Thanks, Laura. 🙂 You’re right – it’s a textural delight. Feel free to kick up the rum a few notches – it didn’t really come through in the final taste, not that I missed it, but who knows – it could be just the thing that pushes this over the edge from really good to totally awesome!

  3. Dottie Shaw

    Your use of the crumbled topping was a stroke of genius, and I do believe a lucky one, for pie crust will probably not work as well. Of course I have not tasted YOUR pie crust, so I should keep my big mouth shut on that for now! 🙂

    I’m familiar with ginger root and powdered ginger root, crystallized and raw ginger root, but what is stem ginger? I just love ginger and pairing it with apple this way must be glorious.

    1. Monica

      I still want to try it with pie crust – I think it could have nice chew factor. I’m pretty sure stem ginger is the same as crystallized ginger… I think. In this recipe I’d say the two are interchangeable.

    2. Kavey

      Hi Dottie, crystallised ginger is usually small pieces coated in sugar crystals and stored dry in a container. Stem ginger is often shorthand for stem ginger in syrup, in which pieces of stem ginger have been candied in sugar syrup. The syrup takes on the flavour of the ginger very strongly too. I often use the latter for recipes because I can not only chop the pieces of ginger into the recipe, but also pour some of the gingery syrup, in place of honey or some of the sugar, if need be.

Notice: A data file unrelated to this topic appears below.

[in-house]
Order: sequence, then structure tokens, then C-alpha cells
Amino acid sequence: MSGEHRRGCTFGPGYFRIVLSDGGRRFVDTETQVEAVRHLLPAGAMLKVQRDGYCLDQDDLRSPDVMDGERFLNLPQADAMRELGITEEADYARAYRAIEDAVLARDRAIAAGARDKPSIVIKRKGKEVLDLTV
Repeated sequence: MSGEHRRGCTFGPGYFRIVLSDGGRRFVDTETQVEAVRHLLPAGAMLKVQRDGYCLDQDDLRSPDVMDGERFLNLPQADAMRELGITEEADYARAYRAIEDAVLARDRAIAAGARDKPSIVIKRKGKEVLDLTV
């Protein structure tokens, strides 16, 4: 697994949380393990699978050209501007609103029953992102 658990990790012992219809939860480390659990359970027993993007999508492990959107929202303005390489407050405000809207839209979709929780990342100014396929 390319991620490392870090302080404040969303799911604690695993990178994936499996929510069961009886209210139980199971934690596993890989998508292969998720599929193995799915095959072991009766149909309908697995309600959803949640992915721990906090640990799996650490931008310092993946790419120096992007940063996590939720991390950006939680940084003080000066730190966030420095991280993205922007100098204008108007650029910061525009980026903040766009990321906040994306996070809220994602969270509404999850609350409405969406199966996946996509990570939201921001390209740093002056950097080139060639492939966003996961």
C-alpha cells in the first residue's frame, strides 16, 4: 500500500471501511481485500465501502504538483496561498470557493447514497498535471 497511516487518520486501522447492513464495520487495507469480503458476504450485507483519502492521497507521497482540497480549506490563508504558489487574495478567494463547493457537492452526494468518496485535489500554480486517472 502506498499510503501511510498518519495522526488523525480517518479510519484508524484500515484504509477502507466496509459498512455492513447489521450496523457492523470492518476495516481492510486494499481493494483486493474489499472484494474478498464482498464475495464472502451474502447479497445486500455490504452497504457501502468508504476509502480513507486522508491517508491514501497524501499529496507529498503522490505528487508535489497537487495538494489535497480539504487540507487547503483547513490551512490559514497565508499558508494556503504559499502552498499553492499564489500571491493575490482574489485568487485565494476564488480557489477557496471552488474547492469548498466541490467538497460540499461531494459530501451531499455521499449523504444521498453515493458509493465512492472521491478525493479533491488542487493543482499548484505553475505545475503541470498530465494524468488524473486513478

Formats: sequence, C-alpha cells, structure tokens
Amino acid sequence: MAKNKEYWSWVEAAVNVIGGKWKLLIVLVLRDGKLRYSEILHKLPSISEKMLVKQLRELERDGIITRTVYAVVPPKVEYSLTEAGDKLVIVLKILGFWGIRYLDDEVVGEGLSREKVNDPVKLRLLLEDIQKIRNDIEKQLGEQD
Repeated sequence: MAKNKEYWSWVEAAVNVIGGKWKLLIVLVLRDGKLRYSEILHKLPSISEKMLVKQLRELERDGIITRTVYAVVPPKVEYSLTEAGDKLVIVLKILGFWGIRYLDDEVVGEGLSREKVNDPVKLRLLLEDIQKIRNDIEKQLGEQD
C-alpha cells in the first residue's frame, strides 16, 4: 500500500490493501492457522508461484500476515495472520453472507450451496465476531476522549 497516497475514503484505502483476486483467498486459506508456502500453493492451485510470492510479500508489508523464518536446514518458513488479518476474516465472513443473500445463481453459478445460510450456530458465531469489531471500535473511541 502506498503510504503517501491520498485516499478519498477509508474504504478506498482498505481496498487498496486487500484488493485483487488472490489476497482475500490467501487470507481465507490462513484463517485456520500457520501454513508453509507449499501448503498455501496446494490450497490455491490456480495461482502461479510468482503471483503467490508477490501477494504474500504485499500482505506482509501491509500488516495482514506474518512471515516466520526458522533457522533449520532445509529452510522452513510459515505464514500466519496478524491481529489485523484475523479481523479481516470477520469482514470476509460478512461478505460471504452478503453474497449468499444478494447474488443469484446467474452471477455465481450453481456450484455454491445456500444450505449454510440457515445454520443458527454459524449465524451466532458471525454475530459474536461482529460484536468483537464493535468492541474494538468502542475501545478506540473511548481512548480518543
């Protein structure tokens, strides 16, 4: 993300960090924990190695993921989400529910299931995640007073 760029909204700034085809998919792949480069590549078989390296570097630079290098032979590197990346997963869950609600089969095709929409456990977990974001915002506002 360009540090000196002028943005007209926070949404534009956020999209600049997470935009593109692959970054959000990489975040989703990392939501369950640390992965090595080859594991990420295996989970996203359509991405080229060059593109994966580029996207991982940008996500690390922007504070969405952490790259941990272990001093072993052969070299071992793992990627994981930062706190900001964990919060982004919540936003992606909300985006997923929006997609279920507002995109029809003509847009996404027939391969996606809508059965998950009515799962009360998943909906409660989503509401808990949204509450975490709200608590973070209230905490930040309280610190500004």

4. Jes

    Stem ginger must be one of those funny British words 😉

    That ice cream is rocktastic looking though–I’d like a scoop…like….now! Ginger & apples & crumble all in the custard sounds like the perfect autumn dessert!

    1. Monica Post author

      I have added a picture of the “crystallized stem ginger” I used as it appears to have thrown some people for a loop. Including me. (This was not on the British citizenship test.)

  5. Pingback: Bloggers Scream For Ice Cream: September Roundup » Kavey Eats